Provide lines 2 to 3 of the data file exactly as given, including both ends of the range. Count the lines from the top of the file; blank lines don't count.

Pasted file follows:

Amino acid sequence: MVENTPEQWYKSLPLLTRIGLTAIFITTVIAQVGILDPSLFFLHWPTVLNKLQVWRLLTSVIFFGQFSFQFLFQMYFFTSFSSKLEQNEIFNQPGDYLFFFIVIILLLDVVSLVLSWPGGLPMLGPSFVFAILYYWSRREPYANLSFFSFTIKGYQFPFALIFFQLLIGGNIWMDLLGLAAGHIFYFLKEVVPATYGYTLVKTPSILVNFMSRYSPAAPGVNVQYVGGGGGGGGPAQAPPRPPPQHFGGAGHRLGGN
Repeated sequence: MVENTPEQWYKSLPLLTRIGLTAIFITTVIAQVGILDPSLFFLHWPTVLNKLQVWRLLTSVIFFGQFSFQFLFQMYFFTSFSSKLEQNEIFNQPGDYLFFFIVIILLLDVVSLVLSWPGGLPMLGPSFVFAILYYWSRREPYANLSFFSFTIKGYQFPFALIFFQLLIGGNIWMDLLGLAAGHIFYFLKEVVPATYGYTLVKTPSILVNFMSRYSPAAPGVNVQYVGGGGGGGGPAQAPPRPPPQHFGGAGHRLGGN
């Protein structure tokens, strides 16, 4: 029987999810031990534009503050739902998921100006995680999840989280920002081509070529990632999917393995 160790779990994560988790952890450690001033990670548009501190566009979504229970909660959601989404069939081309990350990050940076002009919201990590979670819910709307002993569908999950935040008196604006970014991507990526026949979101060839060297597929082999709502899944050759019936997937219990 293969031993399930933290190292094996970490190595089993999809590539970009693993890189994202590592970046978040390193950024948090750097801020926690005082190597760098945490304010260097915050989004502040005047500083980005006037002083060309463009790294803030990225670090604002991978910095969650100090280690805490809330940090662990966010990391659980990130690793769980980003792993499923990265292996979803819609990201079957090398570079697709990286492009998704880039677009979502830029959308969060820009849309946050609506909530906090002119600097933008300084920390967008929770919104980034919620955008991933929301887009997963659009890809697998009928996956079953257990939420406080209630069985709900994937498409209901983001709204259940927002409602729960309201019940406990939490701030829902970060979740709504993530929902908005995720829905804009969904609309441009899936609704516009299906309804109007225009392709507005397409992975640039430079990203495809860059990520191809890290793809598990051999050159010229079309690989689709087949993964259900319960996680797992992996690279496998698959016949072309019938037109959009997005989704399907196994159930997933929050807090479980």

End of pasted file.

Repeated sequence: MVENTPEQWYKSLPLLTRIGLTAIFITTVIAQVGILDPSLFFLHWPTVLNKLQVWRLLTSVIFFGQFSFQFLFQMYFFTSFSSKLEQNEIFNQPGDYLFFFIVIILLLDVVSLVLSWPGGLPMLGPSFVFAILYYWSRREPYANLSFFSFTIKGYQFPFALIFFQLLIGGNIWMDLLGLAAGHIFYFLKEVVPATYGYTLVKTPSILVNFMSRYSPAAPGVNVQYVGGGGGGGGPAQAPPRPPPQHFGGAGHRLGGN
């Protein structure tokens, strides 16, 4: 029987999810031990534009503050739902998921100006995680999840989280920002081509070529990632999917393995 160790779990994560988790952890450690001033990670548009501190566009979504229970909660959601989404069939081309990350990050940076002009919201990590979670819910709307002993569908999950935040008196604006970014991507990526026949979101060839060297597929082999709502899944050759019936997937219990 293969031993399930933290190292094996970490190595089993999809590539970009693993890189994202590592970046978040390193950024948090750097801020926690005082190597760098945490304010260097915050989004502040005047500083980005006037002083060309463009790294803030990225670090604002991978910095969650100090280690805490809330940090662990966010990391659980990130690793769980980003792993499923990265292996979803819609990201079957090398570079697709990286492009998704880039677009979502830029959308969060820009849309946050609506909530906090002119600097933008300084920390967008929770919104980034919620955008991933929301887009997963659009890809697998009928996956079953257990939420406080209630069985709900994937498409209901983001709204259940927002409602729960309201019940406990939490701030829902970060979740709504993530929902908005995720829905804009969904609309441009899936609704516009299906309804109007225009392709507005397409992975640039430079990203495809860059990520191809890290793809598990051999050159010229079309690989689709087949993964259900319960996680797992992996690279496998698959016949072309019938037109959009997005989704399907196994159930997933929050807090479980």